EU Neighbourhood Info Centre An ENPI project The People Behind the Projects
Medieval Bruges the gateway to 21st century public administration
Interview with Stéphanie Horel
Civil servants from 14 countries of the European Neighbourhood descend on the Collegeof Europe in Bruges to become students again, if only for three days. They come here tounderstand how the EU works, what it stands for and how it interacts with the outsideworld. Armed with this knowledge, they go back home to carry through policy decisions that their country has agreed with the EU, says Stéphanie Horel, team leader of the “Preparing staff for EU-ENP related jobs” project, in an interview with the EU Neighbourhood Info Centre.
What is the project trying to achieve? The idea behind this project is to enhance the skills and the knowledge of civil servants in the public administration of partner countries. They will be the people to implement the policy decisions agreed between the EU and their country. Another major aspect is networking. It’s an inter-regional project and a rare opportunity to gather around the table people from 14 countries working on the same topics. After spending a few days here at the College of Europe they gain not only knowledge but also professional bonds with their counterparts in other partner countries. Who selects the candidates and how?
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To begin with, the European Commission asks the embassy of each partner country in Brussels to coordinate the nomination of a focal point within their national public administration. This would be a government official in one of the ministries, whose role is to spread the word about our project and make the initial selection of the candidates. At the early stage of our project we relied on the focal points in assessing the needs of each country. So we sent around questionnaires and visited all the capitals to meet the relevant people in the ministries and schools of public administration. This preliminary work helped us to work out the curricula. This is a series of interviews with We received the CVs and took part in choosing the candidates, but leaders of projects involved in eventually it was the European Commission that decided on the final the Neighbourhood, prepared by the EU Neighbourhood selection. Info Centre © 2014
Interview with Stéphanie Horel EU Neighbourhood Info Centre - An ENPI project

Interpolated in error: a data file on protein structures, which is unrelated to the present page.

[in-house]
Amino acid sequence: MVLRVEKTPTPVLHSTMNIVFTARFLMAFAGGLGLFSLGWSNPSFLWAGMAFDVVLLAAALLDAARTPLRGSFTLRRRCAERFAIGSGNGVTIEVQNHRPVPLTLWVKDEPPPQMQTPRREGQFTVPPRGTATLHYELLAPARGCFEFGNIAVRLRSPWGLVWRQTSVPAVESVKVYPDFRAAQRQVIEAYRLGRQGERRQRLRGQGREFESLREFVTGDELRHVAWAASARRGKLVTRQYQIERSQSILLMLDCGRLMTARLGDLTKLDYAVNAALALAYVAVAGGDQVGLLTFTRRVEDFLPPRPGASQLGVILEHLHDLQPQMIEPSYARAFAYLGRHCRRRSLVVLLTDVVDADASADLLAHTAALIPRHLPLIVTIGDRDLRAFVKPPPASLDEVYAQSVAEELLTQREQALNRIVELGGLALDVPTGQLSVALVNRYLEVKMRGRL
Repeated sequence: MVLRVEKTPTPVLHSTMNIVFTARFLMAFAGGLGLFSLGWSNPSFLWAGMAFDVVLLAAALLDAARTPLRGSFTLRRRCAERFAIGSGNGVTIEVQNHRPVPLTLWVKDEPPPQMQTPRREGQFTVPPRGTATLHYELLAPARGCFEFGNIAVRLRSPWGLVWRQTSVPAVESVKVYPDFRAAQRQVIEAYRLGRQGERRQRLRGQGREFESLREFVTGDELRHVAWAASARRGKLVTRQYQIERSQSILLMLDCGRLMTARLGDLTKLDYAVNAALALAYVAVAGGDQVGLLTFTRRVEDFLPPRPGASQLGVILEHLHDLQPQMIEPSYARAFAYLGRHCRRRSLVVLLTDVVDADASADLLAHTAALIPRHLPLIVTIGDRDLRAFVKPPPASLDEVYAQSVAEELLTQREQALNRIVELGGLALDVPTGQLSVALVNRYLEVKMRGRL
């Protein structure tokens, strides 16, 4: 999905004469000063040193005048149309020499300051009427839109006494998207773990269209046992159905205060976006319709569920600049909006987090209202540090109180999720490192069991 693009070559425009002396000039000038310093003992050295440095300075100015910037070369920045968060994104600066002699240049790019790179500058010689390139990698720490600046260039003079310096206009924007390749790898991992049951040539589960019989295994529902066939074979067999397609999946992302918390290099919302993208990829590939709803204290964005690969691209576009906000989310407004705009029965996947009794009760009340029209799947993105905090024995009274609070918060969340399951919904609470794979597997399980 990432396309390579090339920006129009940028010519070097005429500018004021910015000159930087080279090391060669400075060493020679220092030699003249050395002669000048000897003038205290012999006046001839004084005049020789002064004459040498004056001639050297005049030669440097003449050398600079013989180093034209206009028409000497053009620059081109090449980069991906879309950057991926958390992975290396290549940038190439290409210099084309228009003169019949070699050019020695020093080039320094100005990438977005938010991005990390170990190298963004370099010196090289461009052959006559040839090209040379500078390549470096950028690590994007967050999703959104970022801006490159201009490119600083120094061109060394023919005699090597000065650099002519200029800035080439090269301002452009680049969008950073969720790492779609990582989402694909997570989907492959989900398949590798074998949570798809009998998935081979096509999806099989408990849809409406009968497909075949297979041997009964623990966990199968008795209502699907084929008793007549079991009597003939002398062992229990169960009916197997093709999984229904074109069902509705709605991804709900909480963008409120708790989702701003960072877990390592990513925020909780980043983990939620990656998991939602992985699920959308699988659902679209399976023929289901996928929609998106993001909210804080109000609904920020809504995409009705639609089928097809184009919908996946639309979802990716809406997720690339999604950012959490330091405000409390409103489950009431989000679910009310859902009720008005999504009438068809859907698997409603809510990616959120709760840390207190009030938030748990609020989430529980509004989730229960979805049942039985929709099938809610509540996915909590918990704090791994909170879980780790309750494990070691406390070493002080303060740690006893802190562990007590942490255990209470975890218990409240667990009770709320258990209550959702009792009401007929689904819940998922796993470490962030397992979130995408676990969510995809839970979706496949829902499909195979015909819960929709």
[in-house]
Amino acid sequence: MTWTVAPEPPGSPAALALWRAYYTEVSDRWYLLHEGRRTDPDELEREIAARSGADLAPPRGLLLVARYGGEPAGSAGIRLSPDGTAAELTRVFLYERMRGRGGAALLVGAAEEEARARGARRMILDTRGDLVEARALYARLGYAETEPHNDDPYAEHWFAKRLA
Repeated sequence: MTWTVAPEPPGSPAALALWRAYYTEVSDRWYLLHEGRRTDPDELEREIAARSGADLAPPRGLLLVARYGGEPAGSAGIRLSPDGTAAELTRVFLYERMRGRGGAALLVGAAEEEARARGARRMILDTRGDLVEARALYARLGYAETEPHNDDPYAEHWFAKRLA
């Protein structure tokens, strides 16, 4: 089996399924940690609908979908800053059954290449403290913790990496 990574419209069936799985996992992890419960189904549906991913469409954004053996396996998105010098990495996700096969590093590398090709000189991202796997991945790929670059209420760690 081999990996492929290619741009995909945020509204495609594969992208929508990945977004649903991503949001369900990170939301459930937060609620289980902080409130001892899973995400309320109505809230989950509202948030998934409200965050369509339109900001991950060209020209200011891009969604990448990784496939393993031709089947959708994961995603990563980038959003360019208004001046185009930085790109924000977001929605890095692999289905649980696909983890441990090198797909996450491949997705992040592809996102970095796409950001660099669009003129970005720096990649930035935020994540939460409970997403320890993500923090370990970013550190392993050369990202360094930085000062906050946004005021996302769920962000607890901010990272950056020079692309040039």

How do you choose topics for the seminars that would be relevant for both regions?
“Being outside your own country can be stimulating, and our participants sometimes come up with ideas and find new ways of interaction.” “We observe a big turnover of highly qualified staff in our partner countries’ public administration, which jeopardises the long-term impact of the project.”
There are some core topics that we address, such as how the EU is organised and how it functions. Actually, it would also be useful for people in the public administration of EU member states to have a crash course on these subjects every now and then. Otherwise we are looking at inter-regional issues, relevant both for the South and the East, such as agriculture, environment, energy and climate change. We need to bear in mind that the level of relations between the EU and each partner country is different so we cannot be too specific in developing the topics. For example, at one of the seminars we addressed legal approximation without going into the detailed discussion of any particular sector. The idea is to focus on the methodology that would interest all 14 countries, looking at ways of organising this effectively in public administration. Some of the topics we discuss are more relevant for the South, for example agriculture, or energy for the East. Trade is important for both regions. In identifying the topics, we coordinate our work with the EU-funded instruments that seek to support public administration in the ENPI countries, namely TAIEX, Twinning and SIGMA. We are complementary to them, since our project provides basic general knowledge, whereas these instruments ensure the transfer of a specific experience or practical skills relevant for a given country At each seminar, we have 3-4 participants per country coming from different government institutions. We discovered that in some countries coordination between the ministries is complicated so they need an external actor to help them. To give you an example, for the seminar on research, development and innovation, we bring together people from ministries of research, higher education, industry and foreign affairs who only have rare occasions to meet and work together on EU related issues. Being outside your own country can be stimulating, and our participants sometimes come up with ideas and find new ways of interaction. How are your seminars organised? We have organised a total of sixteen three-day seminars divided in ten modules: eight modules of knowledge and two modules of skills. The first introduces, inter alia, the institutions and policies – the EU, the Eastern Partnership and the Union for the Mediterranean. The second focuses on EU-related project management and negotiations. The EU is so complicated that it’s already an advantage to understand how it works. Even a bigger advantage is to know how to lobby the EU institutions. What do you consider as your most important achievements? First and foremost, we succeed in bringing together people from all neighbourhood countries. Besides, we manage to do a lot during the seminar – much along the lines that we achieve during the academic year at the College of Europe. In the course of the training, participants develop what we call in French esprit de corps – the sense of belonging to a group where people share common interests and enthusiasm. Human and professional bonds emerge, so back home they feel they are not alone but can always call their colleagues and discuss a problem if needed. Also we discovered that our project contributes to improving cooperation within the public administrations of partner countries. Right from the start when civil servants in the ministries are informed about the selection process and start looking for the right candidates, they have to work as a team, which in turn helps them develop a more strategic view of the country’s objectives and of what the government needs to do. Let me give you an example. During our seminars, participants often raise the question of the EU’s country progress reports. The EU never asks us for the data, they argue, and we do not necessarily agree with the conclusions of these reports. Once a participant from Georgia suggested: “Why don’t we produce our own progress reports? The citizens will be able to compare the EU’s conclusions